Several prominent Catholic leaders have been charged, tried and convicted in calculated efforts to destroy their leadership
By Tony Macken
In the 100 year period between 1850 and 1950 three Catholic churchmen of international reputation were assailed by the full power of the State.
In one case, the intended victim was an English convert priest, in another a fearless German bishop and in the third a distinguished Hungarian cardinal.
The regimes which sought to discredit them could not have been more dissimilar: the Establishment of Queen Victoria’s England, the Nazis of Hitler’s Germany and Stalin’s satellite regime in Soviet-occupied Hungary.
In all cases bitterly anti-Catholic persecutors singled out public figures chosen for their unashamed defence of Catholicism, seeking to isolate and discredit them as leaders of their community.
The attempt failed in each case and the intended victims survived the ordeal to which they were submitted.
All three were, or became, cardinals of the Catholic Church. They were John Henry Cardinal Newman, Clemens August Cardinal von Galen and Jozsef Cardinal Mindszenty.
John Henry Newman
John Henry Newman (born 1801, died 1890) was made a Cardinal of the Catholic Church in 1879 when aged 78 in one of the first acts of the new Pope Leo XIII. Newman was beatified by Pope Benedict XVI in Birmingham, UK, on 19 September 2010.
For students of English literature, Newman is an acknowledged master of English prose, notably expressed in the passionate defence of his own character against attacks by Professor Charles Kingsley, originally published by Kingsley in the Macmillan’s Magazine of 30 December 1863.
Kingsley published his polemic as “CK” but was at the time Regius Professor of Modern History at Cambridge and a successful novelist whose works included Westward Ho! (1855), and The Water-Babies (1863). Newman’s refutation of Kingsley’s attack was initially published as a pamphlet on 12 February 1864.
This was reviewed in a two-part article in The Spectator by its literary editor Richard Holt Hutton under the title ‘Father Newman’s Sarcasm’, describing Newman as “not only one of the greatest of English writers, but, perhaps the very greatest master of delicate and polished sarcasm in the English language”.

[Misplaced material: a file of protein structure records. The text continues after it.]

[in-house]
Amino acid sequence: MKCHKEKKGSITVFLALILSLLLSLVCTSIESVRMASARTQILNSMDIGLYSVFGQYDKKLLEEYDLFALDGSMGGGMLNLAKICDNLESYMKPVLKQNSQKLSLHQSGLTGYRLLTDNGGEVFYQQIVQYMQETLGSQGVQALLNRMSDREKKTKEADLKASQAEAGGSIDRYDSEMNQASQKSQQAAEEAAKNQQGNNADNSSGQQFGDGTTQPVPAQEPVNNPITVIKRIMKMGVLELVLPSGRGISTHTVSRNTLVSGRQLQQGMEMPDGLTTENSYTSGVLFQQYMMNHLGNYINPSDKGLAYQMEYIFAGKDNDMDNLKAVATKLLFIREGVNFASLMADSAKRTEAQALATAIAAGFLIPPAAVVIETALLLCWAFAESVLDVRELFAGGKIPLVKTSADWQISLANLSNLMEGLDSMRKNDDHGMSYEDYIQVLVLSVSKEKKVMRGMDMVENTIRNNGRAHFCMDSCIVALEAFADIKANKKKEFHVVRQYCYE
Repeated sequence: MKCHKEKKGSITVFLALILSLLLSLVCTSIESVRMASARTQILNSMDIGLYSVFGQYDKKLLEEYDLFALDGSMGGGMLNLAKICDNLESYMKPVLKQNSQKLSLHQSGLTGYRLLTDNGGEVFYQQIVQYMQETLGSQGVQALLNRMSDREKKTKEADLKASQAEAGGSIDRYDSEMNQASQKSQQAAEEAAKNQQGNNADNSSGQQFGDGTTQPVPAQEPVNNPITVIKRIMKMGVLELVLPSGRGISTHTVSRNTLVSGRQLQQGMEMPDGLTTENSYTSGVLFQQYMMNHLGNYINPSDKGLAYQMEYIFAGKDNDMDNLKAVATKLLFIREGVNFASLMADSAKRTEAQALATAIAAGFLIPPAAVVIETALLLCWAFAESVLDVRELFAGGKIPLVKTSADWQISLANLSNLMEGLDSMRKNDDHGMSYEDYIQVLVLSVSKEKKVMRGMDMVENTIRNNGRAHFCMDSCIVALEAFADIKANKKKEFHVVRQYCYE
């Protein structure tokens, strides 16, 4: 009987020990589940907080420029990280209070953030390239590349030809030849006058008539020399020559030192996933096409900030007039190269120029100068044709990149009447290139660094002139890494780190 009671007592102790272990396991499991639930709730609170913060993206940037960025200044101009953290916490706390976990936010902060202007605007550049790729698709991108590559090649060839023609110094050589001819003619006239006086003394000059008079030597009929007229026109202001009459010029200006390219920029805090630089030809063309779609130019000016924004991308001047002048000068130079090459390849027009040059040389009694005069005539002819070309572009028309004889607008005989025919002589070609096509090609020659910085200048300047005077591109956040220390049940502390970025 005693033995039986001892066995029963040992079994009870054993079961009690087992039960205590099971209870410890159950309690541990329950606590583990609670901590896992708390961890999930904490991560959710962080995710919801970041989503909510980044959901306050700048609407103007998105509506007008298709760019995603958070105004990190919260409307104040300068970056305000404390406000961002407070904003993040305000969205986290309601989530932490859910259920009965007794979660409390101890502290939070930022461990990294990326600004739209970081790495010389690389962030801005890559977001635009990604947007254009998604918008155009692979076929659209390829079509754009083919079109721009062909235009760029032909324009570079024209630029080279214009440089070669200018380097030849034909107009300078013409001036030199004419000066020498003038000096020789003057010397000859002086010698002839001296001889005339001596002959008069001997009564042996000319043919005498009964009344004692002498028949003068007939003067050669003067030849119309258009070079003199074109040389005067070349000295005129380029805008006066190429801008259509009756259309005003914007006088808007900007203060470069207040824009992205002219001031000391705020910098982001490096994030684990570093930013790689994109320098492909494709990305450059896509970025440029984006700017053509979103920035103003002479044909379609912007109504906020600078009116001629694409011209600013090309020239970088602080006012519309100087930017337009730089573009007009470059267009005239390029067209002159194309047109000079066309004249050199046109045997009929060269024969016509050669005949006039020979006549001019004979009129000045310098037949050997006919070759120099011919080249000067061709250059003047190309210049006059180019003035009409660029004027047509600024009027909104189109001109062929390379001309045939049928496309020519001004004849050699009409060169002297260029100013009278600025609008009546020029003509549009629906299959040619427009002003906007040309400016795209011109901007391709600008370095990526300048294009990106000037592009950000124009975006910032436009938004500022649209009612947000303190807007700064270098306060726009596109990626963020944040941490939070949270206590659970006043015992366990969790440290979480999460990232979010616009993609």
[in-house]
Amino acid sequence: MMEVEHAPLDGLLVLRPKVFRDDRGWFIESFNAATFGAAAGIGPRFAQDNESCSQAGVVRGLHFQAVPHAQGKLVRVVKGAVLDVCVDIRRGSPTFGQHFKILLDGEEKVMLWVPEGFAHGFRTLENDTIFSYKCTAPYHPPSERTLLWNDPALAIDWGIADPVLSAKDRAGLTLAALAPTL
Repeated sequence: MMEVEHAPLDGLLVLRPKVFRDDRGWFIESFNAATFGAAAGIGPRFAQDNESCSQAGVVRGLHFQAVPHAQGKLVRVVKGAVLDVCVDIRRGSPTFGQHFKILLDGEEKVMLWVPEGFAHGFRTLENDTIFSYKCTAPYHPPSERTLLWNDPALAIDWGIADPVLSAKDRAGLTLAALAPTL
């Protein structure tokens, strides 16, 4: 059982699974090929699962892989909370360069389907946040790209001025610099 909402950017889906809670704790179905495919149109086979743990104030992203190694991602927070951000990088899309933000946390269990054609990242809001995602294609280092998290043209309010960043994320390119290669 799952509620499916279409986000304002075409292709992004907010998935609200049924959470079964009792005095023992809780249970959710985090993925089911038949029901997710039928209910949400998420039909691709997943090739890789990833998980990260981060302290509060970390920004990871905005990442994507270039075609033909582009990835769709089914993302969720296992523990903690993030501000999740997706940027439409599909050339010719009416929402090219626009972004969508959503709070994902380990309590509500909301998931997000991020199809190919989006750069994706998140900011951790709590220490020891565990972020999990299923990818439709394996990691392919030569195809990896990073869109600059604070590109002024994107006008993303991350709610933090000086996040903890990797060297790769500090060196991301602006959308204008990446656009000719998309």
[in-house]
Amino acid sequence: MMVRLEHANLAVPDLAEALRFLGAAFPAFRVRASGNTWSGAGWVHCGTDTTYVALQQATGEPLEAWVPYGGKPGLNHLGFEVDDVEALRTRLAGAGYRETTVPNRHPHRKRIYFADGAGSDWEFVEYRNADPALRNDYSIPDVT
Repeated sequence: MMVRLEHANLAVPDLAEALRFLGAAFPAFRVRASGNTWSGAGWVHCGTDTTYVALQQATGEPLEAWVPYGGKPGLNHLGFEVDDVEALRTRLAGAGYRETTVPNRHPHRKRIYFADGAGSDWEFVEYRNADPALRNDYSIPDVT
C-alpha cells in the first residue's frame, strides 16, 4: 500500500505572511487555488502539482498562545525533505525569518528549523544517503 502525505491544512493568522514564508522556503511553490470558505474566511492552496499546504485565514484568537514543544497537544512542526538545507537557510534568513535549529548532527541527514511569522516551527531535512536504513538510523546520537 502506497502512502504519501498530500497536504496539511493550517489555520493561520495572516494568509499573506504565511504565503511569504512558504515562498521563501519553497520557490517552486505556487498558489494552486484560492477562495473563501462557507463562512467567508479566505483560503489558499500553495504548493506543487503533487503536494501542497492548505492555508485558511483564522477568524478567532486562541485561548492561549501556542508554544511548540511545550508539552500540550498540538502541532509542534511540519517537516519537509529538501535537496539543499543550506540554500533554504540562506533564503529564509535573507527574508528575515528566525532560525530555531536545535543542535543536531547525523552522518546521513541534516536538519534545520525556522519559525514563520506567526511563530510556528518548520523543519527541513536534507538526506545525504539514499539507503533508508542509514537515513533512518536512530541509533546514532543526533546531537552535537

Kingsley returned to the attack on 20 March 1864 with a pamphlet ‘What, then, does Dr Newman mean?’
Newman’s devastating reply was published in ultimately eight parts collected as a single volume in 1864 under the title ‘Apologia pro Vita Sua: Being a Reply to a Pamphlet entitled ‘What, Then, Does Dr Newman Mean?’
A second edition which appeared in 1865 was entitled ‘History of My Religious Opinions’ and a third published in 1873 returned to the original title with a subtitle ‘Being a History of his Religious Opinions’.
If the Apologia was Newman’s literary masterpiece, his most immediate service to the Catholic section of English society in retrospect was his trial and conviction for the serious offence of criminal libel.
Newman had been received into the Catholic Church on 9 October 1845 and by 1850 was serving as an ordinary Catholic priest. In July 1850 Cardinal Wiseman had published in The Dublin Review a scathing denunciation of an apostate Italian priest, Dr Giacinto Achilli, as a profligate and seducer then making a lecture tour of England denouncing the Roman Catholic Church.
Newman relied on Cardinal Wiseman’s text and publicly repeated Wiseman’s charges which had not been responded to by Achilli.
The charges against Achilli were true: but Achilli’s backers, well advised, brought proceedings for criminal libel and the allotted hearing dates and procedures of the Court meant that Newman was not able to call evidence from overseas in time to establish in Court (as acquittal required) the truth of the allegations he had repeated against Achilli. A jury trial presided over by Lord Campbell began on 21 June and ended on 29 June 1852.
Newman was convicted and finally sentenced on January 31, 1853 to payment of a fine of 100 pounds and what was confidently assumed by his critics would be Newman’s social disgrace and isolation.
Aspects of the conduct of the trial by the presiding Judge were widely criticised, earning a leader in The Times which commented that Roman Catholics could no longer have faith in British justice.
The costs of the defence and the expense of bringing witnesses to England amounted to 12,000 pounds, a colossal sum, which was quickly raised by public subscription.
The prosecution of John Henry Newman and its aftermath earned for Newman sympathy due to a man in public life perceived by the public of the day to have been unfairly dealt with.
The adverse public reaction disturbed the unthinking anti-Catholic bigotry of the day expressed in the populist slogan “No Popery”.
It also created out of what had been a diffuse and divided party the beginning of a community in England with a greater sense of its Catholic identity and proper place in the public square than would have been imaginable before Newman’s prosecution and conviction.
Clemens August Graf von Galen
Clemens August Graf von Galen (born 16 March 1878, died 22 March 1946) was made a Cardinal of the Catholic Church on 21 February 1946 when aged 67 in one of the first post-war acts of Pope Pius XII. He was beatified by Pope Benedict XVI on 9 October 2005 in St Peter’s Square.
Von Galen was the Bishop of Munster, a German nationalist and an outspoken public critic of Nazi practices, particularly the practice of euthanasia which he condemned in outspoken terms. Nazi racial doctrines he dismissed as ridiculous.